Bob Mackenzie: fighting talk
Six months after being fired for punching a colleague, former AA boss Bob Mackenzie has not lost his appetite for a spat. It emerged this week he will take the breakdown cover group to a tribunal, claiming wrongful dismissal and damages. Mackenzie reckons he was pushed out of the company in part for trying to block a deal with insurer Hastings, which would have been good for senior execs and bad for shareholders. But he gave the company a handy excuse to oust him when he got into a punch-up with insurance division boss Michael Lloyd at a country hotel away day — “gross misconduct” in the AA’s judgment.
City Insider hears he ended up on the floor of the bar with a colleague on top of him. He was later hospitalised and his son has pointed to mental health problems. Mackenzie, it appears, has form. Years ago, City Insider’s man in Rugby witnessed an altercation in a school car park. More recently, Mackenzie was involved in another fracas in a public place, in which he broke his own ankle. The outcome of the row with the AA is a big deal. They have already made attempts to recoup £1.2m of bonus payments. And as a “bad leaver”, he faces the loss of share options with a potential value of “scores of millions” (assuming the AA’s share price recovers by next year). The damages sought at the Bristol tribunal will be up to £300,000, still paltry in boardroom terms. But if it turns him into a “good leaver”, it could secure his options. Wallop.
Stephen Barclay: unhealthy recipe
Financiers are dismayed to see the old City minister Stephen Barclay shifted to the Department of Health after barely six months in the job. Following the sacking last summer of his nice-but-clueless predecessor Simon Kirby (financial experience: founding a Brighton nightclub chain), the City was delighted with Barclay, whose career had spanned spells at Axa, Barclays and the financial regulator). The jury is out on new man John Glen — his CV suggests a smart politician, who has had stints at Accenture along the way. But however good he is, three people in seven months is hardly the continuity of representation the City wants as Brexit looms. Did someone say strong and stable?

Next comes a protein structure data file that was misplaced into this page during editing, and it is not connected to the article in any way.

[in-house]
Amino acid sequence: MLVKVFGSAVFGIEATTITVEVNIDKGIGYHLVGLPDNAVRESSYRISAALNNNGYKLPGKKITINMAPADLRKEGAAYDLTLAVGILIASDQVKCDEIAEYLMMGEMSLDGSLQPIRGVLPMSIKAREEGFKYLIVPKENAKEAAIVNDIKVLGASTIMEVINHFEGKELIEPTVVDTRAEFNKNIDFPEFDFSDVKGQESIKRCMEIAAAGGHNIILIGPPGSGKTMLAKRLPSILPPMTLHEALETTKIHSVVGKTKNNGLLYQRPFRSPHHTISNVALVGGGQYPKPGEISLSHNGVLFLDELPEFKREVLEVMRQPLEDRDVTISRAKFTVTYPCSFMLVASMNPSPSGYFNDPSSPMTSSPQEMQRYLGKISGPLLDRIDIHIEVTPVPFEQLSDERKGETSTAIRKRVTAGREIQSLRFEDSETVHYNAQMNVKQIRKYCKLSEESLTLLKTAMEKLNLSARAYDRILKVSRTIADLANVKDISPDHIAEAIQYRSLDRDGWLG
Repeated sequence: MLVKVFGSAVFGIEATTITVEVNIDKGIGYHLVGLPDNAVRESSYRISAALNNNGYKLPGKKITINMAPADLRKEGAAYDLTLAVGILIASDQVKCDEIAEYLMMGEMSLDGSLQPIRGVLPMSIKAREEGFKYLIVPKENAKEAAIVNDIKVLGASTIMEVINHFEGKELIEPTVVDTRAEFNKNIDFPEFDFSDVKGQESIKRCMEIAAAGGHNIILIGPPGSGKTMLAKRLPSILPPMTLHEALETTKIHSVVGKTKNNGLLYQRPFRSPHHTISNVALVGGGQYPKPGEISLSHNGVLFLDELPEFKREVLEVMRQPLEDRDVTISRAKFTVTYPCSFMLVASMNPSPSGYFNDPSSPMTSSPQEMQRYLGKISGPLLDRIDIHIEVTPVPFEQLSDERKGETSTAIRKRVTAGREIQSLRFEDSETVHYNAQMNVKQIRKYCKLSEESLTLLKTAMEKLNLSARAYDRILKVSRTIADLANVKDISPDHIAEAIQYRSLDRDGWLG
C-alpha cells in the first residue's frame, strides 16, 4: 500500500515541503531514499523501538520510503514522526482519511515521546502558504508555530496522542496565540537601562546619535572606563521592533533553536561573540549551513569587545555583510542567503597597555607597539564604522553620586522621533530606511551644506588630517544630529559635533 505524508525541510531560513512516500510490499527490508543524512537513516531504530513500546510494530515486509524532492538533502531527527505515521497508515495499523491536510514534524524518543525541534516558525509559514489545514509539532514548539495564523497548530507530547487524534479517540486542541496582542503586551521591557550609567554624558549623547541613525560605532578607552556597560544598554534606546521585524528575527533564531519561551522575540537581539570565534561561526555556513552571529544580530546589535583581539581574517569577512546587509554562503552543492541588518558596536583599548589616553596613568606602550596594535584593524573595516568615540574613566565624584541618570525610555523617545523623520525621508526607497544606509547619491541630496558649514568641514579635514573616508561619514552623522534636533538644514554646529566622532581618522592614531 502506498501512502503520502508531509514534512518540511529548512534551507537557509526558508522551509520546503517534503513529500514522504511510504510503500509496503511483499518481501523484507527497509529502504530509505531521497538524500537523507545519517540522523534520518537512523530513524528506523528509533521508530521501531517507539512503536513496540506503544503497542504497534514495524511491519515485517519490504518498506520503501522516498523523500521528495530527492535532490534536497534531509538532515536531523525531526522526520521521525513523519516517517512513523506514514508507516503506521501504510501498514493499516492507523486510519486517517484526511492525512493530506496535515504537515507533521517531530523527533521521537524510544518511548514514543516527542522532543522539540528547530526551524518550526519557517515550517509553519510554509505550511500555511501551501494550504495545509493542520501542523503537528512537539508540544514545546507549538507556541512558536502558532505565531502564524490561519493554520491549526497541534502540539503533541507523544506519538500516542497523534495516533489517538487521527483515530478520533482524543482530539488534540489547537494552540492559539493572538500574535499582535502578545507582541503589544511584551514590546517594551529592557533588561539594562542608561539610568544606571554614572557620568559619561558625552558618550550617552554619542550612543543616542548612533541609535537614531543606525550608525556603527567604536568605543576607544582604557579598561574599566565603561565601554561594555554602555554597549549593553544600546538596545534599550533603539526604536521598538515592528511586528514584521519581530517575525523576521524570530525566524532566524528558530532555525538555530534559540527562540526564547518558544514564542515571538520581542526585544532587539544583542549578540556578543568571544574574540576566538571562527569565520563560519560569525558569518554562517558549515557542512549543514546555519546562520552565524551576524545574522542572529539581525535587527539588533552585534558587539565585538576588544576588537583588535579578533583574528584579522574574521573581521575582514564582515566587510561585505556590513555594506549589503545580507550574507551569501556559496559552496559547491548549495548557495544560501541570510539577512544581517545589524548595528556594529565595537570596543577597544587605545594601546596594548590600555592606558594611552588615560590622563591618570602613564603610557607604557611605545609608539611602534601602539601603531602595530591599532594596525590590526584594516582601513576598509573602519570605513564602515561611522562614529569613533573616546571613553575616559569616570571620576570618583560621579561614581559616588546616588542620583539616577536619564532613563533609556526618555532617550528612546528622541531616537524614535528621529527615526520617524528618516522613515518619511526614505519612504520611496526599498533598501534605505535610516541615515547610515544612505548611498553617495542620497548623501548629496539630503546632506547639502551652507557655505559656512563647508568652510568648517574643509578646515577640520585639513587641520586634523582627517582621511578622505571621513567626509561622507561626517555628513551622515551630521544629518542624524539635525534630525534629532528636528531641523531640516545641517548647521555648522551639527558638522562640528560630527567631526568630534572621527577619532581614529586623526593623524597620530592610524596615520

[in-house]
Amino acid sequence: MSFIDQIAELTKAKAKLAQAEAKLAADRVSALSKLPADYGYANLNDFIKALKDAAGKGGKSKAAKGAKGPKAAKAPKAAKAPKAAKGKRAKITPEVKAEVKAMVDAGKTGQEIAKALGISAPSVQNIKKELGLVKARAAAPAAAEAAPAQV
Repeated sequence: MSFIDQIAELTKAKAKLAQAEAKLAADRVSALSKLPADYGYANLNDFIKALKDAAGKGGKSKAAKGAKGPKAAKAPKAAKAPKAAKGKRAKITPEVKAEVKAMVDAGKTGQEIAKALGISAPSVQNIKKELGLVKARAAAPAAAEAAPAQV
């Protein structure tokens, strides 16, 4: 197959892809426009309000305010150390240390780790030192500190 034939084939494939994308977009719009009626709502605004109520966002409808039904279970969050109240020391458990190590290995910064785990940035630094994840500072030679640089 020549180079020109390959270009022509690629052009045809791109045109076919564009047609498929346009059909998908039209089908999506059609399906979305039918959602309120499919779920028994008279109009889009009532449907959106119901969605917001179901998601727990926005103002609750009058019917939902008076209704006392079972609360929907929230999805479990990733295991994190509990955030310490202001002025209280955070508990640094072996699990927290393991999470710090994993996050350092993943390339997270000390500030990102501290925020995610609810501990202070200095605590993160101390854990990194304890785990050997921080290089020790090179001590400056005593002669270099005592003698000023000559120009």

Gary Hoffman: sent to Coventry
Being sent to Coventry is not everyone’s idea of fun but Gary Hoffman might well go voluntarily. The chief executive of FTSE 250 insurer Hastings is about to make the move up to non-executive chairman, leaving him more time to devote to his beloved Coventry City FC. It can’t be easy juggling the two — just imagine the away games in Carlisle (a 13-hour round trip from Hastings on the south coast), Grimsby (nine hours) or Exeter (eight hours). He’ll also have more time to devote to his long-running (and so far foiled) attempts to buy the club from hedge fund Sisu, under whose stewardship crowds have collapsed as the club has dropped from championship to second division. Game on.
Man Group: L’oeuf affair
A copy of the Man Cooker (geddit?) recipe book has landed on City Insider’s desk — filled with dozens of fancy recipes from around the world submitted by Man’s staff and friends in aid of literacy charity Room to Read. The highlight came from French-born investment chief Pierre-Henri Flamand, whose recipe for a fried egg (ingredients: one egg, one knob of butter) is a triumph. Flamand tells City Insider: “The recipe is no yoke. As every Frenchman knows, un oeuf is enough.”
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